Melbourne Restaurant Name Generator

Not sure what to name that new cafe or restaurant that you’ve lovingly crafted from rotting couches in a Melbourne laneway? Can’t find an fitting piece of pornocracy or Italian horror film to print on your disposable coffee cups?

All you need to do is combine an honorific of some kind with the name of a character on Mad Men, or parts of a spaghetti Western with a radio call sign. Or do all four at once and then follow whatever food trend is hot right now.

I think you should name it:

Press reload for more random free advice.

There is a one in nine hundred chance that you’ll get the exact name of a real restaurant. Sorry.

Footscray Market Christmas Opening Hours 2010

As my local market still doesn’t seem to have a website, the posted opening hours for the Footscray Market this Christmas are:

Tuesday 21 December: 7:00am-4:00pm
Wednesday 22 December: 7:00am-6:00pm
Thursday 23 December: 7:00am-6:00pm
Friday 24 December (Christmas Eve): 7:00am-8:00pm
Saturday 25 December (Christmas Day): Closed

The market will remain closed until Wednesday 29 December. Consider my public service duties for the year fulfilled.

Phở Tam, Footscray

Cafe sua da

I’ve been a bit down on the phở scene in over the last few months.

One of my regular go-to joints, Phở Tam on the corner of Leeds and Ryan streets has been hugely inconsistent on the soup front. They do a great bún riêu and have the hardish-to-find street food bánh bột lọc on the menu. Their phở bộ đặc biệt is above average: always packed with sizeable chunks of tendon, a thick slice of peppery sausage and toothsome strips of tripe.

The broth however ranges from sweet and watery to dense, beefy and rich depending on which day you hit it. I’m convinced that the broth gets watered down on a busy day, especially weekends; an undeniable conspiracy against the nine-to-five working man. The consolation is the above cà phê sữa đá – condensed milk sweet, rich and as predictable as a metronome.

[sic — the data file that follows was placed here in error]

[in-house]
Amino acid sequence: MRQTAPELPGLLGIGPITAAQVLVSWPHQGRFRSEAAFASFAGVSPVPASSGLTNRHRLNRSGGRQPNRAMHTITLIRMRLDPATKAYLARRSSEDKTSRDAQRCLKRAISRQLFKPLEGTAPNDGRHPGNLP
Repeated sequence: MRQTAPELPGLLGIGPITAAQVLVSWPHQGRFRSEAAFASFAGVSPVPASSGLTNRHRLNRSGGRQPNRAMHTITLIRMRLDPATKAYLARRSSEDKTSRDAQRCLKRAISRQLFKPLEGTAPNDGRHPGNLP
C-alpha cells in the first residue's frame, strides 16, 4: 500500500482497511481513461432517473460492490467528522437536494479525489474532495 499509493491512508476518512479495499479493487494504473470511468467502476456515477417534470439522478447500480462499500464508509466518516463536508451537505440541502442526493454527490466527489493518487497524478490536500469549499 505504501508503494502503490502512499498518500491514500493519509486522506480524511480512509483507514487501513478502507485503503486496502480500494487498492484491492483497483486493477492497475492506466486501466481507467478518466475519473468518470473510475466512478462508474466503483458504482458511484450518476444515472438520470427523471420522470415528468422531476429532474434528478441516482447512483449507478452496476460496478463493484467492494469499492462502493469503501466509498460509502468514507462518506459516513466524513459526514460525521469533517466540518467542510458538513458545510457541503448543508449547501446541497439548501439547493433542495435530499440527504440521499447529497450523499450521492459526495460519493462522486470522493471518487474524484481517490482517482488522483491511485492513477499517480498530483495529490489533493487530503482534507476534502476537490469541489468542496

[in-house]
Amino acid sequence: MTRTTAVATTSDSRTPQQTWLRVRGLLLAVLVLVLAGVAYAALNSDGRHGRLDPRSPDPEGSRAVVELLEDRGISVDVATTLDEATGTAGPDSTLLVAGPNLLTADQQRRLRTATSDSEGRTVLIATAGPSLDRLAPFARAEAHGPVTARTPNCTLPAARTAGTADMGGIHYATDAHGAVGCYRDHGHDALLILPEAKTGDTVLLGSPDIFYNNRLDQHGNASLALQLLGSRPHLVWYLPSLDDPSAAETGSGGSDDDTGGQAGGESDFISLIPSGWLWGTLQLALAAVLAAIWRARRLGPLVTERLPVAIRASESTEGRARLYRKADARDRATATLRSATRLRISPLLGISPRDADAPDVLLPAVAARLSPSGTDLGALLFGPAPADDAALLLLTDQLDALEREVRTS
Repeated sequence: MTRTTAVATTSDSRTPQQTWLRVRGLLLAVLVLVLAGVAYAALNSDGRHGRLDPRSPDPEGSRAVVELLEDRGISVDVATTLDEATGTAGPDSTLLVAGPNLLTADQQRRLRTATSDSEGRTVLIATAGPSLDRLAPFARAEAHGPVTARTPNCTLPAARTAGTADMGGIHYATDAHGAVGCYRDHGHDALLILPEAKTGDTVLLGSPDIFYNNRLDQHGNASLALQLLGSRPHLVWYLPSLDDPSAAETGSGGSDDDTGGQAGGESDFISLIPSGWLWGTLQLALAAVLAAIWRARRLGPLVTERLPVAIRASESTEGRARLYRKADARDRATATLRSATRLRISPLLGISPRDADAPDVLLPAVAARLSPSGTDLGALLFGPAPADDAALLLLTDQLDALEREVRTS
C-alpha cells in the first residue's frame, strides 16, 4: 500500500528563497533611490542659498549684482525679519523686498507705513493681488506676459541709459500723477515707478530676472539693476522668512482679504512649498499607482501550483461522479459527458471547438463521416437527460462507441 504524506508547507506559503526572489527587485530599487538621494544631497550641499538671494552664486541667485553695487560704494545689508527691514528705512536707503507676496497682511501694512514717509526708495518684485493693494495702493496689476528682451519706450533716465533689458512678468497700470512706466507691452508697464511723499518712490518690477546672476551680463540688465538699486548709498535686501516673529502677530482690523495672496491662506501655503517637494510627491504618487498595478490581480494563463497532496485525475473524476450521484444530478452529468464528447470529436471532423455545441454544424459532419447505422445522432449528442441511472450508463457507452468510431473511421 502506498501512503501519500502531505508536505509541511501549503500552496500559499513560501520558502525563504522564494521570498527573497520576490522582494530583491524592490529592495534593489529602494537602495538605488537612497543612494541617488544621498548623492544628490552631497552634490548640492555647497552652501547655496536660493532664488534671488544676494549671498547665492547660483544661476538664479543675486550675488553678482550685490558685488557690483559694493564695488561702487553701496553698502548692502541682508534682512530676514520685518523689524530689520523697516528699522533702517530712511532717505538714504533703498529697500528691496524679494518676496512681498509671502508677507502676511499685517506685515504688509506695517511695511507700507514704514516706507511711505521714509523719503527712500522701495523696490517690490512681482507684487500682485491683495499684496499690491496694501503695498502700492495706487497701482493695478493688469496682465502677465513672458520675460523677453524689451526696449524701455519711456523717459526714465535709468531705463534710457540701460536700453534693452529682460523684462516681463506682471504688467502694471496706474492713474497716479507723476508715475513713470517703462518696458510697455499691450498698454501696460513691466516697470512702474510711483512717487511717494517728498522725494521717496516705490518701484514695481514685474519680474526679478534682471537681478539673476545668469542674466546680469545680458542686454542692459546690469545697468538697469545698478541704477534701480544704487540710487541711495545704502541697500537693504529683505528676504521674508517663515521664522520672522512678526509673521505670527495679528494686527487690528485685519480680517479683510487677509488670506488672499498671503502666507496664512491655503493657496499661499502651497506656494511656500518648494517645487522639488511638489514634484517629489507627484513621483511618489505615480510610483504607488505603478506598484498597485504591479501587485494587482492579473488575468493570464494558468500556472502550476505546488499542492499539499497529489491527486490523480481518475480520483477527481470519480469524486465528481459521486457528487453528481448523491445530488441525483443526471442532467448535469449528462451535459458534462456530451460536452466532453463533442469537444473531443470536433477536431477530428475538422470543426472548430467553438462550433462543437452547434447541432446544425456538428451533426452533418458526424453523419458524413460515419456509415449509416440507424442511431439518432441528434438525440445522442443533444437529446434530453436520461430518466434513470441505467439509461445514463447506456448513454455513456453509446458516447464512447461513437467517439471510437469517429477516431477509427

Location: Corner of Leeds and Ryan Street, Footscray, Melbourne, Australia.

Alfajores in Maidstone

Melbourne’s west never ceases to dumbfound me when it comes to food. Maidstone is one of Melbourne’s least remarkable suburbs and thanks to the housing boom is making the direct transition from unremarkable council flats to unremarkable McMansions; rusting Camrys in the front yard making way for houses that touch three of the four boundaries of a property. The shopping strip on Mitchell St however is possibly the only place in Australia where a Sichuan takeaway joint is next door to a South American cake shop. It’s a veritable barrio chino.

Marciano’s Cakes in Maidstone specialises in South American sweets of which the above alfajor is representative. It’s a biscuit filled with dulche de leche and probably about ten times my daily intake of glucose in a single hit. I have no idea if this is a good one: it’s the first that I’ve ever seen.

Food bloggers prove that they can pull punters

Huge congratulations to Penny, Ed, Billy, Jess and Matt for pulling this together: five food bloggers stepping into a commercial kitchen to offer the general public a chance to critique their food. They hardly need my plaudits considering the event has sold out, which finally and affirmatively answers the question about whether food bloggers can influence restaurant attendance.

Steve from The View from My Porch is considering putting together some Tasmanian bloggers for a similar performance.

The sultry sounds of Queen Victoria Market

I don’t shop for food outside of my ‘hood all too often these days and so a recent visit back to the Queen Victoria Market made me realise the distinctiveness of the aural landscape of Melbourne’s markets. Markets in Footscray are dominated by vendors spruiking their specials in Vietnamese, generally whichever fruit is cheapest and in season. The Queen Vic Market is all in English, the specials are the “known value items” – foodstuff that most consumers can name the going price – especially, bananas.

Meat sales seem even more reliant on spruikers, especially as the morning wears on, and the afternoon bulk discounts kick in.

Trolling as the food writing

Terry Durack over at the Age manages to both pit Sydney against Melbourne and suburb versus suburb by attempting to pick the worst suburb for eating in each city. There is good food to be found everywhere in Australia – it may be behind closed doors or in people’s backyards rather than in restaurants or takeaway joints, but I have no doubt that it can be found in every postcode.

You just need to care enough about finding it.

This is the sort of food article that you should probably expect to be coming more often from The Age and finding its way onto the front page of the website: the article that trolls for comment in the guise of “engagement”. As it becomes incumbent on journalists to generate both website page views and comment, it is a much more lucrative path to chase the cheap arguments that generate knee-jerk reactions than it is to write challenging or thoughtful content.